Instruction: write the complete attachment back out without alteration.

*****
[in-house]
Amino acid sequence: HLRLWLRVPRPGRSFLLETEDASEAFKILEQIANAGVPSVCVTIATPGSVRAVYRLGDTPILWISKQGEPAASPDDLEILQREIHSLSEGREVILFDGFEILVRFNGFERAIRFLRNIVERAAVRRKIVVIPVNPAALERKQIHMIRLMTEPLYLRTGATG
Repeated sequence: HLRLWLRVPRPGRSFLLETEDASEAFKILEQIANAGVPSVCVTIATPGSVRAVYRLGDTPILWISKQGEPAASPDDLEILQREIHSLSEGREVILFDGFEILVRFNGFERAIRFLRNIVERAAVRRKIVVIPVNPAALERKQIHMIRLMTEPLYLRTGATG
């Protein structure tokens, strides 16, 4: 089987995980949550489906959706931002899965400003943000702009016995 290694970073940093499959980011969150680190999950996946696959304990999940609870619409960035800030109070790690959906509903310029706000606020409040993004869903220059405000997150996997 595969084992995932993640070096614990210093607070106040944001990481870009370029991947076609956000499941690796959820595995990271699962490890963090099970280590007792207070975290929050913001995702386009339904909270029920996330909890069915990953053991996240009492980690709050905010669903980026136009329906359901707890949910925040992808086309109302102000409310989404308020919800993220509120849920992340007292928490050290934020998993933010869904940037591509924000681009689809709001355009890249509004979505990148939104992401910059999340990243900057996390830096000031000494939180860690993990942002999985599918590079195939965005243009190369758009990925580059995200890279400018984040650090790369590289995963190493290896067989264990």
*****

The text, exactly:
[in-house]
Amino acid sequence: HLRLWLRVPRPGRSFLLETEDASEAFKILEQIANAGVPSVCVTIATPGSVRAVYRLGDTPILWISKQGEPAASPDDLEILQREIHSLSEGREVILFDGFEILVRFNGFERAIRFLRNIVERAAVRRKIVVIPVNPAALERKQIHMIRLMTEPLYLRTGATG
Repeated sequence: HLRLWLRVPRPGRSFLLETEDASEAFKILEQIANAGVPSVCVTIATPGSVRAVYRLGDTPILWISKQGEPAASPDDLEILQREIHSLSEGREVILFDGFEILVRFNGFERAIRFLRNIVERAAVRRKIVVIPVNPAALERKQIHMIRLMTEPLYLRTGATG
């Protein structure tokens, strides 16, 4: 089987995980949550489906959706931002899965400003943000702009016995 290694970073940093499959980011969150680190999950996946696959304990999940609870619409960035800030109070790690959906509903310029706000606020409040993004869903220059405000997150996997 595969084992995932993640070096614990210093607070106040944001990481870009370029991947076609956000499941690796959820595995990271699962490890963090099970280590007792207070975290929050913001995702386009339904909270029920996330909890069915990953053991996240009492980690709050905010669903980026136009329906359901707890949910925040992808086309109302102000409310989404308020919800993220509120849920992340007292928490050290934020998993933010869904940037591509924000681009689809709001355009890249509004979505990148939104992401910059999340990243900057996390830096000031000494939180860690993990942002999985599918590079195939965005243009190369758009990925580059995200890279400018984040650090790369590289995963190493290896067989264990």